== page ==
Concept art for the Red Mage for Final Fantasy XIV, by Yoshitaka Amano

One of my favourite motif transformations in recent memory was with the summon Alexander in his depiction in FF Type-0. Since Final Fantasy VI, Alexander has been depicted as a kind of living holy fortress with its iconic “judgement” ability. Type-0 retained these core features but turned Alexander into a pivotal part of the story by taking the idea of “living holy fortress” to its logical limits and making Alexander a kind of cosmic horror.

As I’ve said elsewhere, FF Type-0 is a flawed, rough game that nevertheless thematically contemplates fear and cognizance of mortality. As part of its thematics, summons — known here as eidolons — are depicted as potent weapons of warfare which require the sacrifice of life to use. What’s a little loss of life on our side of the conflict to inflict far more on theirs, after all? For your protagonists, however, this isn’t a problem because your mother and her sexy little cigarette have some mysterious method of resurrecting you, so throughout the game you can employ various summons at the low low cost of killing one of your 14 playable characters until the mission is over.

Alexander, however, is different. He’s what’s known as a “verboten eidolon,” one which requires a far greater magnitude of sacrifice, including hundreds of ordinary lives and the life of one of those chosen and empowered by this game’s crystals. He is the only verboten eidolon deployed in the game, and his impact is incalculable.

An incomprehensible floating fortress in the sky, obscured by clouds, hovers above the battlefield. Those he is summoned against simply shatter into pieces as they see him. As he departs he leaves a canyon-sized gash in the world map, which remains for the rest of the game. This is his judgement.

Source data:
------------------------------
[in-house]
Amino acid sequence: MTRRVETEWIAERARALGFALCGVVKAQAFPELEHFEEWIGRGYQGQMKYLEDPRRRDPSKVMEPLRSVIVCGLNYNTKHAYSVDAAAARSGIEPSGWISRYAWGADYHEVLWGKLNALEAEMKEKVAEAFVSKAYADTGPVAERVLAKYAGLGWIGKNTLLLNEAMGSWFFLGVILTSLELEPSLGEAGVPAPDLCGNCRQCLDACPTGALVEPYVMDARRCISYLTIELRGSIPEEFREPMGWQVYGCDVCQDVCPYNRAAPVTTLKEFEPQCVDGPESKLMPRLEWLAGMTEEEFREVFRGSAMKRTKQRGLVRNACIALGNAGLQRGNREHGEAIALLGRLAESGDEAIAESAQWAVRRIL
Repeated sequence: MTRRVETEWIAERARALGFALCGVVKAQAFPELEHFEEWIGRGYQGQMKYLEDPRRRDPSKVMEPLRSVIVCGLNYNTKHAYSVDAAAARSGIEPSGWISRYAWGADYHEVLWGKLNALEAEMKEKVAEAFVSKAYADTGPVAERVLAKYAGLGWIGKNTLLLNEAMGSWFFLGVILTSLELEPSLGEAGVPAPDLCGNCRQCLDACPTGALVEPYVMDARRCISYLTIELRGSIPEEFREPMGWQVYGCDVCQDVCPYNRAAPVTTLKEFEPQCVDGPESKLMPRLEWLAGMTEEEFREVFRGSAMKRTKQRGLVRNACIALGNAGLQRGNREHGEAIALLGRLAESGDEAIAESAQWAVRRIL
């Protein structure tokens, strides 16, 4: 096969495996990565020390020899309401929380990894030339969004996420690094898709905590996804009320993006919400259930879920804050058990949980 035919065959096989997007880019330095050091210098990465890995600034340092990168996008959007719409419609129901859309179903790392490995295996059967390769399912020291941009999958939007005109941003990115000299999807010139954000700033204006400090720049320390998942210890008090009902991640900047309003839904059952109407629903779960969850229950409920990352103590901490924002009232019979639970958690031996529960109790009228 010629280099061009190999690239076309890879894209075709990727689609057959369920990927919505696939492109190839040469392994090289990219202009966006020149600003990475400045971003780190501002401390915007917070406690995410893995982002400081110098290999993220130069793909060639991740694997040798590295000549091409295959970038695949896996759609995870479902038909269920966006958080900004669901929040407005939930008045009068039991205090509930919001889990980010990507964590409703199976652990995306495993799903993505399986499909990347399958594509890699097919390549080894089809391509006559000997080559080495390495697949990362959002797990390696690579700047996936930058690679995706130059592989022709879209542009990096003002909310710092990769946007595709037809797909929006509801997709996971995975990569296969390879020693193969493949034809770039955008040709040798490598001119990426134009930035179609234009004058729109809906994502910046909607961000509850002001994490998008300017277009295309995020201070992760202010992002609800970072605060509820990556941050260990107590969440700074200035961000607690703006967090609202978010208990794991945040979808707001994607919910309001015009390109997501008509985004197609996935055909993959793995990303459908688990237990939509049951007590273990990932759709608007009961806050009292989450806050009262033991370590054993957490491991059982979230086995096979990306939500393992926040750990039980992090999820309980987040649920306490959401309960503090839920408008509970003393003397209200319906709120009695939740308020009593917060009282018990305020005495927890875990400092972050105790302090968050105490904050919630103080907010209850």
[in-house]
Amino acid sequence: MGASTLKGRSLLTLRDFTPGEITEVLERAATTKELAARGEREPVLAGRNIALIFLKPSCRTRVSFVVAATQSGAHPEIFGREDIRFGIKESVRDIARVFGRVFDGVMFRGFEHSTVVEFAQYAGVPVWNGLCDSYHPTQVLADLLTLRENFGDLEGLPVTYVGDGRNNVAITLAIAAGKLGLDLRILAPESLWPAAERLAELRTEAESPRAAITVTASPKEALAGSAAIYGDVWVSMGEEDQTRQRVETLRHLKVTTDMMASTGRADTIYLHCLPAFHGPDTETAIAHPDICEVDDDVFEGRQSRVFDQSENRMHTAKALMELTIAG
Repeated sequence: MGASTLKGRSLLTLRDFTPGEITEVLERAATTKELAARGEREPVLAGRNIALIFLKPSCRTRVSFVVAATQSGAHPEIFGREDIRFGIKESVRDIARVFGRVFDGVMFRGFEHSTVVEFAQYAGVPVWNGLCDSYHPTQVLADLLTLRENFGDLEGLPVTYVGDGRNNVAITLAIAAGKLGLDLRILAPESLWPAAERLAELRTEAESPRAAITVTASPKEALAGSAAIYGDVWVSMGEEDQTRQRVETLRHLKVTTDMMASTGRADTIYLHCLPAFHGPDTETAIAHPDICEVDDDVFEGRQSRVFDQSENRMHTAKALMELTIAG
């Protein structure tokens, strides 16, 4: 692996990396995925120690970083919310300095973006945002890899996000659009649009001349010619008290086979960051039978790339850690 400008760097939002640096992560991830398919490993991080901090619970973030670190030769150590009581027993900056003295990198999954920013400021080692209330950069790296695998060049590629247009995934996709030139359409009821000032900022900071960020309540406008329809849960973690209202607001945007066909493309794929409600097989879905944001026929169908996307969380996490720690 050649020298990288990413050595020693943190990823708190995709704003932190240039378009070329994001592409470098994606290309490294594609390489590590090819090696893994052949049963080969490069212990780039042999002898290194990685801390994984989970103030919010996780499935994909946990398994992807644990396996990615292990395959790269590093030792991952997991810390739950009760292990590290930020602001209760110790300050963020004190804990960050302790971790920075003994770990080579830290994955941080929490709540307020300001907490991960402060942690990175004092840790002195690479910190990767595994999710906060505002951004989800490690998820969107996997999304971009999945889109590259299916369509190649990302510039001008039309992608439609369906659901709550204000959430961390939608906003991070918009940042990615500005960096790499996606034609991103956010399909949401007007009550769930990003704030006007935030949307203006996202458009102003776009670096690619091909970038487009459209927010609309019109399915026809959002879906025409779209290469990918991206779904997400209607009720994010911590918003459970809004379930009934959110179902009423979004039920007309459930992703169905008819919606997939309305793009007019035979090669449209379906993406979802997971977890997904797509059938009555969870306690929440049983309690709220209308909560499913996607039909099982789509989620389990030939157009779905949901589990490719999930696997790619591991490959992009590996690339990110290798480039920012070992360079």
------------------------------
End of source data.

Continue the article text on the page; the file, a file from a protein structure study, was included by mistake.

And what an impression this depiction left on me. Alexander is easily among my favourite summons now.

Tales of Mythic Proportion

Like an oral story that changes with each retelling, reinterpretations of familiar motifs offer a space for imaginative transformation of elements of the series while offering a moment of joy in recognition for those who have seen them before. For Final Fantasy, this was definitely the result of a decades-long investment into storytelling that only a financially successful product could muster, but that recognition and reinterpretation is not exclusive to multibillion dollar franchises.

To make that point more clear, we can look at Hades.

Hades, the unreasonably popular game by Supergiant Games immerses the player in the world of ancient Greek mythos as Zagreus, the son of Hades, who is dead-set on escaping his father’s realm, the underworld. It’s near impossible to do it alone, however, and Zagreus enlists the help of the gods of Olympus to reach the surface. Along the way, he can receive boons from Zeus, Ares, Aphrodite, Hermes, and others to enhance his strength against legendary foes like the Furies, the Minotaur, and the Hydra (the last of whom has a little less skin than usual). In addition, Zagreus develops relationships with other figures like his pet dog Cerberus, his good friend Achilles, and his hunky stepbrother Thanatos.